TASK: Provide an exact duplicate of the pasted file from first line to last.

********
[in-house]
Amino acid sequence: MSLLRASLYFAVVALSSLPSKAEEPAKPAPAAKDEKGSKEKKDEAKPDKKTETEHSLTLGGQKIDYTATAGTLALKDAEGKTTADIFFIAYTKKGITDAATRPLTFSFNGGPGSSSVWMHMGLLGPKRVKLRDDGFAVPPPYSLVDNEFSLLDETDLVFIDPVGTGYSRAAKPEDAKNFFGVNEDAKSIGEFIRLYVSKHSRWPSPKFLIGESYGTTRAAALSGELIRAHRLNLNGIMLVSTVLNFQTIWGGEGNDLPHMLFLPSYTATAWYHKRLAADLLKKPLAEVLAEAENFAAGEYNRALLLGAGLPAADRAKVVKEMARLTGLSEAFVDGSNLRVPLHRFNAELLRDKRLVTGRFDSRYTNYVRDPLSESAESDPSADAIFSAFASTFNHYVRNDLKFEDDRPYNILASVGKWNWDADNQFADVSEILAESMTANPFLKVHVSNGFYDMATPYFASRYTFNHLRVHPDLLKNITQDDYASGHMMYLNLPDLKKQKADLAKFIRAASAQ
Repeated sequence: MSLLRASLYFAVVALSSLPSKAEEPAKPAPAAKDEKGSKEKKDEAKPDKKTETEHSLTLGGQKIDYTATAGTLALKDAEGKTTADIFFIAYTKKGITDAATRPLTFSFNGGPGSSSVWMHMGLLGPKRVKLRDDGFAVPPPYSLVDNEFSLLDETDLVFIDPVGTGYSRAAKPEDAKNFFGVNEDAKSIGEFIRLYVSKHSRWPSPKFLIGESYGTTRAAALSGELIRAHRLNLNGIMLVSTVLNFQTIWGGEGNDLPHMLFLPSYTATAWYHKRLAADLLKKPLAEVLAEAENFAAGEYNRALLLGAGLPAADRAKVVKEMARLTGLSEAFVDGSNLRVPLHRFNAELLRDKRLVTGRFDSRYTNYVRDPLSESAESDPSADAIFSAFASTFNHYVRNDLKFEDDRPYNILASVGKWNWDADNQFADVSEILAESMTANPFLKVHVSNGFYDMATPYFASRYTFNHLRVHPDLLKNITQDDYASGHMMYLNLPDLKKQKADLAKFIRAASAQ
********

[in-house]
Amino acid sequence: MSLLRASLYFAVVALSSLPSKAEEPAKPAPAAKDEKGSKEKKDEAKPDKKTETEHSLTLGGQKIDYTATAGTLALKDAEGKTTADIFFIAYTKKGITDAATRPLTFSFNGGPGSSSVWMHMGLLGPKRVKLRDDGFAVPPPYSLVDNEFSLLDETDLVFIDPVGTGYSRAAKPEDAKNFFGVNEDAKSIGEFIRLYVSKHSRWPSPKFLIGESYGTTRAAALSGELIRAHRLNLNGIMLVSTVLNFQTIWGGEGNDLPHMLFLPSYTATAWYHKRLAADLLKKPLAEVLAEAENFAAGEYNRALLLGAGLPAADRAKVVKEMARLTGLSEAFVDGSNLRVPLHRFNAELLRDKRLVTGRFDSRYTNYVRDPLSESAESDPSADAIFSAFASTFNHYVRNDLKFEDDRPYNILASVGKWNWDADNQFADVSEILAESMTANPFLKVHVSNGFYDMATPYFASRYTFNHLRVHPDLLKNITQDDYASGHMMYLNLPDLKKQKADLAKFIRAASAQ
Repeated sequence: MSLLRASLYFAVVALSSLPSKAEEPAKPAPAAKDEKGSKEKKDEAKPDKKTETEHSLTLGGQKIDYTATAGTLALKDAEGKTTADIFFIAYTKKGITDAATRPLTFSFNGGPGSSSVWMHMGLLGPKRVKLRDDGFAVPPPYSLVDNEFSLLDETDLVFIDPVGTGYSRAAKPEDAKNFFGVNEDAKSIGEFIRLYVSKHSRWPSPKFLIGESYGTTRAAALSGELIRAHRLNLNGIMLVSTVLNFQTIWGGEGNDLPHMLFLPSYTATAWYHKRLAADLLKKPLAEVLAEAENFAAGEYNRALLLGAGLPAADRAKVVKEMARLTGLSEAFVDGSNLRVPLHRFNAELLRDKRLVTGRFDSRYTNYVRDPLSESAESDPSADAIFSAFASTFNHYVRNDLKFEDDRPYNILASVGKWNWDADNQFADVSEILAESMTANPFLKVHVSNGFYDMATPYFASRYTFNHLRVHPDLLKNITQDDYASGHMMYLNLPDLKKQKADLAKFIRAASAQ